# Asymmetric information and high school effort grades

In high school, I remember thinking how our grading system was a total farce. We weren’t graded on ‘results’, allegedly. Instead, our teachers gave us a grading based on our ‘effort’. There were 5 grades in total:

C – Commendable
G – Good
S – Satisfactory
D – Disappointing
U – Unsatisfactory

To me this was complete nonsense, because effort is not observable! What the teachers did was to look at the end product, and use that to infer some ‘perceived’ level of effort to base their grading upon. This isn’t the same thing as actually judging effort. I knew this because, quite often, my end product was pretty good and although it required minimal effort, I ended up with the top grade of C. Similarly, there were times where I put in a lot of effort, but got a poor effort grade because my end product was not so good.

##### Asymmetric Information

This situation is a classic example of ‘asymmetric information’. This is where one person (or party) can do some action, or has some information, that the other person cannot observe fully.

In terms of effort, this means that students could get away with putting in much less effort because teachers cannot accurately observe or measure it. On the flip side, teachers may misread a student’s effort based on their work.

##### My effort

I’m going to construct a fairly trivial model in the context of my high school effort grades to make things a little bit interesting.

The table above shows the effort grades as I described before. In the 2nd column, I have assigned values to each grade, so that, for example, I’d get a reward of 3 if I got a G. In the 3rd column, is the minimum effort level I need to put in to obtain each grade, given a perfect world where effort was directly linked to grade. So if I put in somewhere in between 50% and 75% effort, I should get an S grade.

Again, for simplicity, suppose I am doing a piece of schoolwork that has just 2 outcomes: good (g) and bad (b). These outcomes are chosen from the 5 reward values that correspond to each effort grade. The probability of my work being good is e (i.e. the amount of effort I put in) and the probability of it being bad is 1 – e.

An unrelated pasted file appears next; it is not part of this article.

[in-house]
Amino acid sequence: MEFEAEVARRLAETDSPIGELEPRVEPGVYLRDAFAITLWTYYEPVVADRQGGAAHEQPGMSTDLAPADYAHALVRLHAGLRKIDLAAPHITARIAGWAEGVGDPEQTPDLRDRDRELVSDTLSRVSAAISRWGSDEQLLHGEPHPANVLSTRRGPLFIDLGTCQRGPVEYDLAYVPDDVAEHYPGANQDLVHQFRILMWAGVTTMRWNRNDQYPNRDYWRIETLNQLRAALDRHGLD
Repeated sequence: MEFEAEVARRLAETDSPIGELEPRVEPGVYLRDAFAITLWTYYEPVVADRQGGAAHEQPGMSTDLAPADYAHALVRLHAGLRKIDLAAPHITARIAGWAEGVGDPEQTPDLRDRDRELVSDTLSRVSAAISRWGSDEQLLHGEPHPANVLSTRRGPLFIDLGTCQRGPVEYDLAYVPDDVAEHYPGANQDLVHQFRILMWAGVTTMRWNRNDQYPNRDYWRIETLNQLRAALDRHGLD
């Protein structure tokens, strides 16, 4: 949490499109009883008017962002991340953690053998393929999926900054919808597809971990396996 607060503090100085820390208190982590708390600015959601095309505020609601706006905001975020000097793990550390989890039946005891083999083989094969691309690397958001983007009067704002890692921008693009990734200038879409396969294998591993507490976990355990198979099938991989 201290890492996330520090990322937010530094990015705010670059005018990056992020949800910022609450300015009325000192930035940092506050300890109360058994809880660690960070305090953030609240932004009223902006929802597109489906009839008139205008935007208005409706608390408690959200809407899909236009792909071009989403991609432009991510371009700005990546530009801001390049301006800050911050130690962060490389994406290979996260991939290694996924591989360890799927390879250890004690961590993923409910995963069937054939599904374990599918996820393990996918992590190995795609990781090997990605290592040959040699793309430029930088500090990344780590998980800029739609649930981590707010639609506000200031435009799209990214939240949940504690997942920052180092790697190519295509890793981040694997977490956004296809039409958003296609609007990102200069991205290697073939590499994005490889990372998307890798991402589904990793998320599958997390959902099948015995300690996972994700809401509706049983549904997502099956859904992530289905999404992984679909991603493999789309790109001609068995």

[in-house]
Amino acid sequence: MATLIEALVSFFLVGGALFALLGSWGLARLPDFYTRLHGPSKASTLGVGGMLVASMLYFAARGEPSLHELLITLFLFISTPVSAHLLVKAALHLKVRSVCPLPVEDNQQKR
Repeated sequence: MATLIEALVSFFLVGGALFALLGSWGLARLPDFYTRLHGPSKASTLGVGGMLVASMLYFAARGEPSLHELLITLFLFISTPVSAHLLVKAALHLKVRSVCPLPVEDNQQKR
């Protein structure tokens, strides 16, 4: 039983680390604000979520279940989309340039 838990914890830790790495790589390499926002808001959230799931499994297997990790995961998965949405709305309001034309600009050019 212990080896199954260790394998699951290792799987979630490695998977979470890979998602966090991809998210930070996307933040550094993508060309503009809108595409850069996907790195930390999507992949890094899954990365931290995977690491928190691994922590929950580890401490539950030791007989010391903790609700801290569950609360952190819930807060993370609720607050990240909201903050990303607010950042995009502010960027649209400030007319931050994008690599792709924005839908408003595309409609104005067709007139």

Of course, putting in effort is costly for me. I want to get away with as little as possible. Suppose the cost of the effort I put in is given by the function 2e2. This means my expected payoff is:

ge + (1-e)b – 2e2

What would my optimal effort be? We just need to differentiate this function with respect to e and set it equal to 0 to obtain my optimal effort level e*:

e* = (g-b)/4

What does this mean? My effort level depends on the difference between the grade that I get when I do good work and the grade that I get when I do bad work. Suppose my teacher decided to give me a C if I did good work and an D if I did bad work. This kind of thing happened often with teachers that were ‘nice’ and didn’t want to make students feel too bad if the work wasn’t good. They assumed that people still put in some effort and so wouldn’t give us a U unless we did something particularly crazy. Then g-b=3. So my optimal effort would be e=3/4, or 75%.

As a result of the teacher’s benevolence, I could get away with putting in less than 100% effort, and still stand a chance of achieving a C grade! According to the table above, this shouldn’t be possible since a C grade should only be given to students who put in 100% effort.

However, the flip side is that you could get particularly unfair teachers. They might only ever give a G if your work was good, and wouldn’t hesitate to give you a U if your work was bad. In this case, g-b is still the same as before, and so my effort is still 75%. But I’m in a worse situation. No matter whether my work is good or bad, this teacher will always give me a worse effort grade than the nice teacher. And yet I’m still exerting the same effort!

Of course, there were also some teachers who almost always gave me the same grade, regardless of my work. Quite common was the ‘G’ teacher. They didn’t want to spoil kids by giving them a C and making them feel too happy, but they didn’t want to demoralise either. This means that I’d have no incentive to put any effort in whatsoever!

##### The bottom line

This model is perhaps mathematically a bit silly. It’s not hugely sophisticated. But it explains my point quite simply and elegantly. Sure, your effort is vaguely linked to the effort grade you get. But at the end of the day, regardless of how much effort you actually put in, your grade mainly depends on:

1. The personality of the teacher
2. Your actual end product

There’s no objectivity or concreteness in trying to grade effort – something that you can’t reliably observe! Just one of the many reasons that I don’t miss high school at all…

## One thought on Asymmetric information and high school effort grades

1. Dhaval says:

I think the many “all nighters” students do at university is testament to this.